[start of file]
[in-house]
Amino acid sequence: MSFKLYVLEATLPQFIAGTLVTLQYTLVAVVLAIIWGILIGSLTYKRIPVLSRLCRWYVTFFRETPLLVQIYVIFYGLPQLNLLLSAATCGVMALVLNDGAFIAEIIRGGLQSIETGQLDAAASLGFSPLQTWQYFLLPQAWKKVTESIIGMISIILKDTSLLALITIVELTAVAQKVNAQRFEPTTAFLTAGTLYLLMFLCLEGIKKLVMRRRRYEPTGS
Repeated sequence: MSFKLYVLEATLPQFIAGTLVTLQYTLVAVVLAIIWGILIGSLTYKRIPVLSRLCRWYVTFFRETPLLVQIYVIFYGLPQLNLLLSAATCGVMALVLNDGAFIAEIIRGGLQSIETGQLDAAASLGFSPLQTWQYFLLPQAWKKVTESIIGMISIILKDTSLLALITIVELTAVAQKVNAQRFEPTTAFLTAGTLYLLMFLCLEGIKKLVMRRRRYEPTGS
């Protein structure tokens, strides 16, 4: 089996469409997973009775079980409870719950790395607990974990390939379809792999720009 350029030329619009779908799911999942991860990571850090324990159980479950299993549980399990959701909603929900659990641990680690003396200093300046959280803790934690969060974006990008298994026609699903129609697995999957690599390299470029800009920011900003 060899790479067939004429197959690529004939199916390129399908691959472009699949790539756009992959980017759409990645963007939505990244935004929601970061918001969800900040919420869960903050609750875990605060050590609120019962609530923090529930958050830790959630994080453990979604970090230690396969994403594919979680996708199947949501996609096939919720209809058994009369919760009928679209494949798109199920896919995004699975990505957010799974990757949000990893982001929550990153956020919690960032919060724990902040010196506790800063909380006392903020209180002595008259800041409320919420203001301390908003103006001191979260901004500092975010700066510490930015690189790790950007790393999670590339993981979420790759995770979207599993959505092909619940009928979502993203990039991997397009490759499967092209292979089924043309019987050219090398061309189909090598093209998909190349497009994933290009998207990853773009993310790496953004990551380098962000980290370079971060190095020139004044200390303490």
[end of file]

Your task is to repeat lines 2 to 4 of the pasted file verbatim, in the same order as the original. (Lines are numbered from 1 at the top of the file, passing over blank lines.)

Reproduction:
Amino acid sequence: MSFKLYVLEATLPQFIAGTLVTLQYTLVAVVLAIIWGILIGSLTYKRIPVLSRLCRWYVTFFRETPLLVQIYVIFYGLPQLNLLLSAATCGVMALVLNDGAFIAEIIRGGLQSIETGQLDAAASLGFSPLQTWQYFLLPQAWKKVTESIIGMISIILKDTSLLALITIVELTAVAQKVNAQRFEPTTAFLTAGTLYLLMFLCLEGIKKLVMRRRRYEPTGS
Repeated sequence: MSFKLYVLEATLPQFIAGTLVTLQYTLVAVVLAIIWGILIGSLTYKRIPVLSRLCRWYVTFFRETPLLVQIYVIFYGLPQLNLLLSAATCGVMALVLNDGAFIAEIIRGGLQSIETGQLDAAASLGFSPLQTWQYFLLPQAWKKVTESIIGMISIILKDTSLLALITIVELTAVAQKVNAQRFEPTTAFLTAGTLYLLMFLCLEGIKKLVMRRRRYEPTGS
């Protein structure tokens, strides 16, 4: 089996469409997973009775079980409870719950790395607990974990390939379809792999720009 350029030329619009779908799911999942991860990571850090324990159980479950299993549980399990959701909603929900659990641990680690003396200093300046959280803790934690969060974006990008298994026609699903129609697995999957690599390299470029800009920011900003 060899790479067939004429197959690529004939199916390129399908691959472009699949790539756009992959980017759409990645963007939505990244935004929601970061918001969800900040919420869960903050609750875990605060050590609120019962609530923090529930958050830790959630994080453990979604970090230690396969994403594919979680996708199947949501996609096939919720209809058994009369919760009928679209494949798109199920896919995004699975990505957010799974990757949000990893982001929550990153956020919690960032919060724990902040010196506790800063909380006392903020209180002595008259800041409320919420203001301390908003103006001191979260901004500092975010700066510490930015690189790790950007790393999670590339993981979420790759995770979207599993959505092909619940009928979502993203990039991997397009490759499967092209292979089924043309019987050219090398061309189909090598093209998909190349497009994933290009998207990853773009993310790496953004990551380098962000980290370079971060190095020139004044200390303490």